Immunosenescence and its influence on reproduction in a long-lived vertebrate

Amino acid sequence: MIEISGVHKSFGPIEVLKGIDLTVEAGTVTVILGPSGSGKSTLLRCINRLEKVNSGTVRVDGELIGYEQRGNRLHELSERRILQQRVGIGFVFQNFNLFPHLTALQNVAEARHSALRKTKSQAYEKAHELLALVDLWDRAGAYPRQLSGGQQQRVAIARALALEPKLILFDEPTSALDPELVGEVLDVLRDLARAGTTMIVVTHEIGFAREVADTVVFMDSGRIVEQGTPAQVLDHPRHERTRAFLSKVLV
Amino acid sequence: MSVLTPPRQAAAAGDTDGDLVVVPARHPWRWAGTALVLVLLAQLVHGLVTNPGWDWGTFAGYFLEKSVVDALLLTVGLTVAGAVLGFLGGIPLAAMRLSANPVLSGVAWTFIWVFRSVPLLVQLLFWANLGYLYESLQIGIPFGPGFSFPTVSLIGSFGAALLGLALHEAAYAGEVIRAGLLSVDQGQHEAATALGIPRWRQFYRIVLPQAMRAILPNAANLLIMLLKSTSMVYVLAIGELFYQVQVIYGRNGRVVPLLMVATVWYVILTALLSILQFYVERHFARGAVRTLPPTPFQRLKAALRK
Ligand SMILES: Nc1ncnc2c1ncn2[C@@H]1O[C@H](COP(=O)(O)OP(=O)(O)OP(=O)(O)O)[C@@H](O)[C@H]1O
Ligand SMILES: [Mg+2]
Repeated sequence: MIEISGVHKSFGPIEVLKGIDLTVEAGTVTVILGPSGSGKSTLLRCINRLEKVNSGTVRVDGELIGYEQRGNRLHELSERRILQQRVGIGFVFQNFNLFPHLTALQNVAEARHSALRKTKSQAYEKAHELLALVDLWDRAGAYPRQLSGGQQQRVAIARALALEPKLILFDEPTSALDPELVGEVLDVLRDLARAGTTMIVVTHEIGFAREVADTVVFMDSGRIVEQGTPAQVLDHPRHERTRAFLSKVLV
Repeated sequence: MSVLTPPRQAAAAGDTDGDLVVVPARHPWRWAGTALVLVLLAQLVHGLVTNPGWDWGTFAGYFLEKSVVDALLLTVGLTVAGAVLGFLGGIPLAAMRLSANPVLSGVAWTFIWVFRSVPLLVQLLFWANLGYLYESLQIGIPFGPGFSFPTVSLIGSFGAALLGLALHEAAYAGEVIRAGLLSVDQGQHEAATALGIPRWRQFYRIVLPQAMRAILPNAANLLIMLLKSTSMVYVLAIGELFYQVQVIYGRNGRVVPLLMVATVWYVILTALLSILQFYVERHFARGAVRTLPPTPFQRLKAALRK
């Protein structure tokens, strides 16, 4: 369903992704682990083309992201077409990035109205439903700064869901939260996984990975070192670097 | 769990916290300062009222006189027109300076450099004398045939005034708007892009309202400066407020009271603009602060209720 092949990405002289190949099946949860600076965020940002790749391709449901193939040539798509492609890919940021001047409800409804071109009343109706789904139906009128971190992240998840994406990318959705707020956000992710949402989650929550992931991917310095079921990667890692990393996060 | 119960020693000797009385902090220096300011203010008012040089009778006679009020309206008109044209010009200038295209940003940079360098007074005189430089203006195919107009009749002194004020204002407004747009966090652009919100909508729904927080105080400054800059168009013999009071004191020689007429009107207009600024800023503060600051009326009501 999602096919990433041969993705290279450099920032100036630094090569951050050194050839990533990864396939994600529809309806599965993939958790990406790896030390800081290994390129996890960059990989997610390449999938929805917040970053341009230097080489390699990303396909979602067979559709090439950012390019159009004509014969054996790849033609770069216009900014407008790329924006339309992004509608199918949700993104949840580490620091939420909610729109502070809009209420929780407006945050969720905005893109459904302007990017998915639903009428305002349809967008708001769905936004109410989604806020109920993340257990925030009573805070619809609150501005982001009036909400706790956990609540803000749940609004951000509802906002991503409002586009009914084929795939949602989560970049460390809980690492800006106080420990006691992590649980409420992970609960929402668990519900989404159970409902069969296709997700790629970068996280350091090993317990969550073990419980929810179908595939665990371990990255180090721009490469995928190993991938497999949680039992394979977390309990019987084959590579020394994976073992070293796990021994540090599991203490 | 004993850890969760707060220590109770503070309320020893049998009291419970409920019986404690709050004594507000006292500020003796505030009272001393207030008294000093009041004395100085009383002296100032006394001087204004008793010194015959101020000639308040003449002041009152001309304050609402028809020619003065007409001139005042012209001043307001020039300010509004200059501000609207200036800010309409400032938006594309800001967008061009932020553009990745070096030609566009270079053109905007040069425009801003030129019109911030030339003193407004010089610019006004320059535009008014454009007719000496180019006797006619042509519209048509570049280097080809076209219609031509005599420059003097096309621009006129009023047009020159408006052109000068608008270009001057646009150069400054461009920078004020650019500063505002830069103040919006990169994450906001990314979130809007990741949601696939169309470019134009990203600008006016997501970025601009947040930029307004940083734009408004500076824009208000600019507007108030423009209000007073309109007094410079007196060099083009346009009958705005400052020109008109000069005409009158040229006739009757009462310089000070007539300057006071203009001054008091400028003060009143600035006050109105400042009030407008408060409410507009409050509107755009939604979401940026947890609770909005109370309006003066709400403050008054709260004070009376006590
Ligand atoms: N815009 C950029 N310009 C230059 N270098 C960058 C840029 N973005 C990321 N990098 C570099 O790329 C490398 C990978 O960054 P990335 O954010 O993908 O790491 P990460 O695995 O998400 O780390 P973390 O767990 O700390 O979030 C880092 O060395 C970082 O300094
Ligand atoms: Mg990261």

Immunosenescence is a well-known phenomenon in mammal systems, but its relevance in other long-lived vertebrates is less understood. Further, the influence of age and reproductive effort on immune function in long-lived species can be challenging to assess, as long-term data are scarce and it is often difficult to sample the oldest age classes. We used the painted turtle (Chrysemys picta) to test hypotheses of immunosenescence and a trade-off between reproductive output and immune function in a population of a long-lived vertebrate that has been monitored for over 30 years. These long-term data are utilized to employ a unique approach of aging turtles with mark-recapture data and population-specific growth modeling to obtain more accurate estimates of age. We analyzed natural antibodies, lysis ability, and bactericidal competence in 126 individuals from 1 to 33 years of age captured during May and June in 2011. Older turtles exhibited greater natural antibody levels than young individuals across sexes. Young females with large clutches exhibited greater lysis ability, while older females with large clutches had decreased lysis ability, suggesting a trade-off between reproductive output and immune function conditional upon age. However, bactericidal competence increased later in the nesting season for older females. Our study rejects the hypothesis of immunosenescence in a long-lived turtle, despite evidence of actuarial and reproductive senescence in this population. Additionally, we detected mixed evidence for a trade-off between reproduction and immune health.